Looming Tongass Threats

At the end of September, we wrote to tell you about our win upholding the Roadless Rule on the Tongass. Today, we were deeply disappointed to hear that Alaska Senator Lisa Murkowski is mounting a two-pronged attack on the Tongass: to exempt the Tongass (again) from the Roadless Rule and indefinitely delay implementation of last December’s Tongass Land Management Plan Amendment decision.

The Roadless Rule protects the social and ecological values of inventoried roadless areas by prohibiting new road construction associated with commercial logging on these wild lands. Murkowski’s hostility toward the Roadless Rule is shown in her press release in response to the recent court decision, in which she claims: “The rule has decimated our timber industry and serves mainly to prevent the access needed to construct everything from roads and power lines to energy and mining projects. I recognize the damage this rule is causing, particularly in Southeast, and will pursue every possible legislative and administrative option to exempt us from it.”

The Tongass Land Management Plan Amendment, passed in the final days of the Obama Administration, reflects the recommendations from the Tongass Advisory Committee, a multi-stakeholder group made up of the timber industry, conservationists, Alaska Native organizations, the State of Alaska, and others. The recommendations reflected the will of the majority of Southeast Alaskans, to protect the forest that we still have. Now, Murkowski is asking Congress to disapprove the Tongass Amendment via the Congressional Review Act (CRA) and unravel years of hard work by all Southeast Alaskans.

There are two potential avenues that Murkowski might use to enact these changes. First, she might attach individual riders to the budget bill; the first could take the form of a Tongass exemption to the Roadless Rule, the second a congressional disapproval of the 2016 Tongass amendment. If attached as riders, these changes would be enacted with the passage of the budget. Her second option is to obtain a separate congressional resolution disapproving the 2016 Tongass Land Management Plan Amendment. The CRA allows Congress to pass joint resolutions to undo rules put in place by a previous administration. The GAO recently concluded that the 2016 Tongass Amendment was a rule subject to Congressional review.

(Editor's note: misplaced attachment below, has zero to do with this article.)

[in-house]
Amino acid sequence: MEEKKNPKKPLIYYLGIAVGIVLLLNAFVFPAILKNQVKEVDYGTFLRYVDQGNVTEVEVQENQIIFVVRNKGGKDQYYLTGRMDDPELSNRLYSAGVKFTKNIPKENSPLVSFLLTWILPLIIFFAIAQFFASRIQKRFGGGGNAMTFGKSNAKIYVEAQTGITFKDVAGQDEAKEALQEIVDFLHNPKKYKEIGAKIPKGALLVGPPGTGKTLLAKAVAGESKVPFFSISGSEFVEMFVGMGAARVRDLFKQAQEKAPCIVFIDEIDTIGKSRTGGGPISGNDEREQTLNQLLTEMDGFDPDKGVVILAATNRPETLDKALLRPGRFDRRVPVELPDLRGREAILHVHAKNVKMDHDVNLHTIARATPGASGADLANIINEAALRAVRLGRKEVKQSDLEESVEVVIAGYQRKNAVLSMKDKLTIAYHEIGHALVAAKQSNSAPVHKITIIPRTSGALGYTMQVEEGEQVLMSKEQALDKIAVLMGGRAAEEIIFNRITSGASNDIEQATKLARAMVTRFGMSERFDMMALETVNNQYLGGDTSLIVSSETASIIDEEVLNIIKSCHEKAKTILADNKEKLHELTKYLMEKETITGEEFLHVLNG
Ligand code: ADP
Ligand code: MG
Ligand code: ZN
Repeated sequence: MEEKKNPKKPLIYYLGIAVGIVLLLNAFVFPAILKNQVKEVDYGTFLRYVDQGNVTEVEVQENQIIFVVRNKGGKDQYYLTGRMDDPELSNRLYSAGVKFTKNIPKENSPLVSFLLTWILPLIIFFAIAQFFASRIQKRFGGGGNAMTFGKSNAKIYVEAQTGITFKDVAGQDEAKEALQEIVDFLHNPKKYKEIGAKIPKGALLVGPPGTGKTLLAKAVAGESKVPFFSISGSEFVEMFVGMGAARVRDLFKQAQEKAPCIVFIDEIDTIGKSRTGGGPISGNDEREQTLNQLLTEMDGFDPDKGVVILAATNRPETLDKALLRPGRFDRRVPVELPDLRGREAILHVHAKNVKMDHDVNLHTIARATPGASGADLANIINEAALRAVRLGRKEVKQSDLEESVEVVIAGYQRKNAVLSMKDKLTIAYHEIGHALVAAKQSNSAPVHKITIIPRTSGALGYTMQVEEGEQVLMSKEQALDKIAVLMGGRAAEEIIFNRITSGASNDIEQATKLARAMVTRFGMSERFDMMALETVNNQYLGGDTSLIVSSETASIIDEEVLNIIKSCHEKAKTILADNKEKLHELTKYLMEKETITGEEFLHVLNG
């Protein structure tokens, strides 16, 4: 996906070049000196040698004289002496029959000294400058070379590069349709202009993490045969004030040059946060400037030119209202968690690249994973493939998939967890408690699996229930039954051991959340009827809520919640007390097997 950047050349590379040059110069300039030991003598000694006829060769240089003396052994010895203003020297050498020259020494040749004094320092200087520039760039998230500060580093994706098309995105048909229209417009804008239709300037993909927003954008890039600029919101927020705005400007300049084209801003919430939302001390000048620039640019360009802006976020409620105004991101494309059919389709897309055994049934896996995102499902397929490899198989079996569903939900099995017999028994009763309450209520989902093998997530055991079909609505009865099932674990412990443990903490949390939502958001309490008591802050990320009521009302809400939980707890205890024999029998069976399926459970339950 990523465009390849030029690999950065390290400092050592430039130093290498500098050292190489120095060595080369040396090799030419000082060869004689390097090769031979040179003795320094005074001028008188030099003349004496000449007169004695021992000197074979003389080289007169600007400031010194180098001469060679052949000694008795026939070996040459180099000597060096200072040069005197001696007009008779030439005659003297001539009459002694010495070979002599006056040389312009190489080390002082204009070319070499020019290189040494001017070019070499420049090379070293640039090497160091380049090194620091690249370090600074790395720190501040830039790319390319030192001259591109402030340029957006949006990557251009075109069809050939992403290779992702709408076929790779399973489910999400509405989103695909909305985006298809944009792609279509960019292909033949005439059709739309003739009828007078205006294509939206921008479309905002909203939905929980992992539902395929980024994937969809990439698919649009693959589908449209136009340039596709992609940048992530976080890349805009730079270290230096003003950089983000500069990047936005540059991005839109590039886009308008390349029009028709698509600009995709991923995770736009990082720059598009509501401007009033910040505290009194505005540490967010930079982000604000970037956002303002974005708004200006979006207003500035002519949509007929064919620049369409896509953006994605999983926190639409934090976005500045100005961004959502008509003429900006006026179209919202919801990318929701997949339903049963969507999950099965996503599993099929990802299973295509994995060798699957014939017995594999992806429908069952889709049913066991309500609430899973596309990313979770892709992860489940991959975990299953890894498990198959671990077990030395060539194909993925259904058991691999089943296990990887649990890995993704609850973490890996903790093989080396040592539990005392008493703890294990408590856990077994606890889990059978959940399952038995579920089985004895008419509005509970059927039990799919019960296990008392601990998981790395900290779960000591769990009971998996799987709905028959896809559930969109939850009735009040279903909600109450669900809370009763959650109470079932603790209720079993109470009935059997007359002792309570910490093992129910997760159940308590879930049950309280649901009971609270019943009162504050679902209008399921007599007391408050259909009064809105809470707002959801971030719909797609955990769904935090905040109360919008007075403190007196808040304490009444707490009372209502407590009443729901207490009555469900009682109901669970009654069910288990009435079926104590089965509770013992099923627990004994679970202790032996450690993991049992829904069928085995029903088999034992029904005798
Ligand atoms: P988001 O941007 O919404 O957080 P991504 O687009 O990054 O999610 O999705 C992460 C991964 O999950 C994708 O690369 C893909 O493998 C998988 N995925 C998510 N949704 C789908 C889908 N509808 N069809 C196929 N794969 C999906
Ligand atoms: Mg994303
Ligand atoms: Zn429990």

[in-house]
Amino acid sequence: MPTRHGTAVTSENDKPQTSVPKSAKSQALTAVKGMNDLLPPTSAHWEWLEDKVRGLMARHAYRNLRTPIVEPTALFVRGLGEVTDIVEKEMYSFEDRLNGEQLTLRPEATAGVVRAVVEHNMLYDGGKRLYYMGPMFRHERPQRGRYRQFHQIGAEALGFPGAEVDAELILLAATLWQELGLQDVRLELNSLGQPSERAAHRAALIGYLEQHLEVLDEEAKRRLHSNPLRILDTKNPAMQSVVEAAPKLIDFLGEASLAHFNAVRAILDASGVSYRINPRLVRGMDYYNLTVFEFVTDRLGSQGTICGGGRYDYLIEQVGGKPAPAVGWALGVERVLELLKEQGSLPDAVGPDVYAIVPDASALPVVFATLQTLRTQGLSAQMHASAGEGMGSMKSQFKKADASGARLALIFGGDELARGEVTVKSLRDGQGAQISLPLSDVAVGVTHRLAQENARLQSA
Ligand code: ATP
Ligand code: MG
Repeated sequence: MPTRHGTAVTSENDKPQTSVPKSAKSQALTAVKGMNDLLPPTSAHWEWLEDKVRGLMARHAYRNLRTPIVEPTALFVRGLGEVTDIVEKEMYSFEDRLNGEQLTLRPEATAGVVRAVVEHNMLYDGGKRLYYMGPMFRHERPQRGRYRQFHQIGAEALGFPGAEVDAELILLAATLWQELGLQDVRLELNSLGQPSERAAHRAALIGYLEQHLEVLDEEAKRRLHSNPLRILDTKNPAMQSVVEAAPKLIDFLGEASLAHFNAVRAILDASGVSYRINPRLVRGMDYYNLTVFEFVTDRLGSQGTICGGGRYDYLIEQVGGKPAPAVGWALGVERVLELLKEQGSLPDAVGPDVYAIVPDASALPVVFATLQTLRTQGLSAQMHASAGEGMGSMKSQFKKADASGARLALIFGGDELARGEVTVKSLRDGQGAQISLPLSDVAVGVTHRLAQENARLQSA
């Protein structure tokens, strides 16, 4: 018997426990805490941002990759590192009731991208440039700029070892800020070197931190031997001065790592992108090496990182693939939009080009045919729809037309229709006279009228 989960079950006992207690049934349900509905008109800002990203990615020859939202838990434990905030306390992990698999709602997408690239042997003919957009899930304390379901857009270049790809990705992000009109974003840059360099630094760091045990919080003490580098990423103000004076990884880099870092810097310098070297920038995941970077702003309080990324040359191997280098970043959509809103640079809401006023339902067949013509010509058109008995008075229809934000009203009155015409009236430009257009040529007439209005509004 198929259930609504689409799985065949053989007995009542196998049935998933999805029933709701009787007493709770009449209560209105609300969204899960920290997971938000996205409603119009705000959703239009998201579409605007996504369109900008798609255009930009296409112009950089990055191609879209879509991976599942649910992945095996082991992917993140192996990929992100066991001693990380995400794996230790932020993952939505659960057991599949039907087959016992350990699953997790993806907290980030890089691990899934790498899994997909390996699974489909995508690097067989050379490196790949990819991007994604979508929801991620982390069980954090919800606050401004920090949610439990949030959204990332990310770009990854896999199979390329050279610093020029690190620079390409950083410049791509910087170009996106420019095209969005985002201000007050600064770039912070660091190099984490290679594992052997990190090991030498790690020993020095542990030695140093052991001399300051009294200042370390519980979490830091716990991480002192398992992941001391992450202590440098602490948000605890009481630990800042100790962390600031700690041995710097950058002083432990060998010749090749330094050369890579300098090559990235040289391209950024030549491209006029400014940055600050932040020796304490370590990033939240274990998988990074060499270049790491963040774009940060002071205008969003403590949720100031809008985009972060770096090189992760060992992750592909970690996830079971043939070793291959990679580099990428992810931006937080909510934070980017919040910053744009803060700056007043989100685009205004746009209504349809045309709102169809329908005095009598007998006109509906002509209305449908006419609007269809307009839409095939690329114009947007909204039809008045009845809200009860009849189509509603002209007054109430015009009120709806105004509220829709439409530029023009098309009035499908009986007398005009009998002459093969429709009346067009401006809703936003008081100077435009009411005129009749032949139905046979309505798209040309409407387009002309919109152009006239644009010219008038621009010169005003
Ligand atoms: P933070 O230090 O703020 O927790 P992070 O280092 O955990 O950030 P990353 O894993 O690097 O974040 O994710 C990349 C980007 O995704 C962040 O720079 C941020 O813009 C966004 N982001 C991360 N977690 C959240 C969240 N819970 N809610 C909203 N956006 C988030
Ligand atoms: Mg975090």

We do not yet know which option Senator Murkowski will choose but we know her aim: dismantling protections for the Tongass, branch by branch. If Senator Murkowski wants to create and maintain jobs in Southeast Alaska, we urge her to try a new approach and change Congressional spending habits on the Tongass National Forest. We need her leadership so we can invest in sustainable tourism, recreation, commercial fishing, and environmental restoration. 

We will be keeping a sharp eye on Murkowski and what is happening in DC and let you know what you can do as soon as possible to keep the Tongass wild and our economy strong. Look for another alert soon with more information and specific actions that you can take. 

Want to take action now? You can call Senator Murkowski's office and tell her why the Tongass is important to you and ask her to keep both the Roadless Rule and the 2016 Tongass Amendment in place. You can call her at one (or more) of her offices: 

Washington, DC-(202)-224-6665
Juneau-(907) 586-7277
Ketchikan-(907) 225-6880
Anchorage-(907) 271-3735

We are going to need your support in the weeks ahead. Donate today to keep our Tongass Forest program strong. 

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